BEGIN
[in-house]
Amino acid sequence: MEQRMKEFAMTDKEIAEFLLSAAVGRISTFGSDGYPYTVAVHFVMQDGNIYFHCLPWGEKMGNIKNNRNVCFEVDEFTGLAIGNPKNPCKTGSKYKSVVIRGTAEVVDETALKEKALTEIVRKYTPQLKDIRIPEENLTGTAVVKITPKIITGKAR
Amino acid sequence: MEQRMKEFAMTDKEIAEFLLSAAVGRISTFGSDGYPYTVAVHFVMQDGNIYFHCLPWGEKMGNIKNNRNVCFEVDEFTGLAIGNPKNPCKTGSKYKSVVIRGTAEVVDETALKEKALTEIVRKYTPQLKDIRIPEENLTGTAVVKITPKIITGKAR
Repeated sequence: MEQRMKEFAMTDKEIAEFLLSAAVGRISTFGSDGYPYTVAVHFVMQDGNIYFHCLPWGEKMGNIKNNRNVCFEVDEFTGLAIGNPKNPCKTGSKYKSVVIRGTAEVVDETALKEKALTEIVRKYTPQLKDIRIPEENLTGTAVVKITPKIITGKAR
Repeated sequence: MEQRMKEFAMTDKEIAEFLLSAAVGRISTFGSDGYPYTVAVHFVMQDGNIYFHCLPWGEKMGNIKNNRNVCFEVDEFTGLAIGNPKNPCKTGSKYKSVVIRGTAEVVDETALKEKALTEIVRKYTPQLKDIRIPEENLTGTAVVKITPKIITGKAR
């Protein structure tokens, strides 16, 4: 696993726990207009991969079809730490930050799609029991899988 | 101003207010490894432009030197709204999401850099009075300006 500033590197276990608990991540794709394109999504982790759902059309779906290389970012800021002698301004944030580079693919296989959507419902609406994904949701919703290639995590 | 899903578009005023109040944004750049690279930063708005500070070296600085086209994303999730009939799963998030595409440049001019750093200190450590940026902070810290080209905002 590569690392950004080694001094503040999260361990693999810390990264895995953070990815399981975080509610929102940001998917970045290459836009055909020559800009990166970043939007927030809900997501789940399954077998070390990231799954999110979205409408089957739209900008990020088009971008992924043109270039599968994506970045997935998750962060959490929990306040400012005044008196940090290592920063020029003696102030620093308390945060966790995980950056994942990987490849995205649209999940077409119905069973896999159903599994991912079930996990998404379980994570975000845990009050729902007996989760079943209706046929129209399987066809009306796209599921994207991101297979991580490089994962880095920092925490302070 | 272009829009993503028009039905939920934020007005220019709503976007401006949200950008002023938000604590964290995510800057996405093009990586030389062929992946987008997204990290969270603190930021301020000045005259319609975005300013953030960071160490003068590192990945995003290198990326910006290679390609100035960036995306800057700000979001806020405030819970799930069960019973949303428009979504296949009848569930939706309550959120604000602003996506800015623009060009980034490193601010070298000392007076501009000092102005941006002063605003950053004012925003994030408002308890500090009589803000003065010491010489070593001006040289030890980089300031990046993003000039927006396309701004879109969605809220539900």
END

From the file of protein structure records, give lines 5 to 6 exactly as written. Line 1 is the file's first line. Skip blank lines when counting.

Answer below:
Repeated sequence: MEQRMKEFAMTDKEIAEFLLSAAVGRISTFGSDGYPYTVAVHFVMQDGNIYFHCLPWGEKMGNIKNNRNVCFEVDEFTGLAIGNPKNPCKTGSKYKSVVIRGTAEVVDETALKEKALTEIVRKYTPQLKDIRIPEENLTGTAVVKITPKIITGKAR
């Protein structure tokens, strides 16, 4: 696993726990207009991969079809730490930050799609029991899988 | 101003207010490894432009030197709204999401850099009075300006 500033590197276990608990991540794709394109999504982790759902059309779906290389970012800021002698301004944030580079693919296989959507419902609406994904949701919703290639995590 | 899903578009005023109040944004750049690279930063708005500070070296600085086209994303999730009939799963998030595409440049001019750093200190450590940026902070810290080209905002 590569690392950004080694001094503040999260361990693999810390990264895995953070990815399981975080509610929102940001998917970045290459836009055909020559800009990166970043939007927030809900997501789940399954077998070390990231799954999110979205409408089957739209900008990020088009971008992924043109270039599968994506970045997935998750962060959490929990306040400012005044008196940090290592920063020029003696102030620093308390945060966790995980950056994942990987490849995205649209999940077409119905069973896999159903599994991912079930996990998404379980994570975000845990009050729902007996989760079943209706046929129209399987066809009306796209599921994207991101297979991580490089994962880095920092925490302070 | 272009829009993503028009039905939920934020007005220019709503976007401006949200950008002023938000604590964290995510800057996405093009990586030389062929992946987008997204990290969270603190930021301020000045005259319609975005300013953030960071160490003068590192990945995003290198990326910006290679390609100035960036995306800057700000979001806020405030819970799930069960019973949303428009979504296949009848569930939706309550959120604000602003996506800015623009060009980034490193601010070298000392007076501009000092102005941006002063605003950053004012925003994030408002308890500090009589803000003065010491010489070593001006040289030890980089300031990046993003000039927006396309701004879109969605809220539900």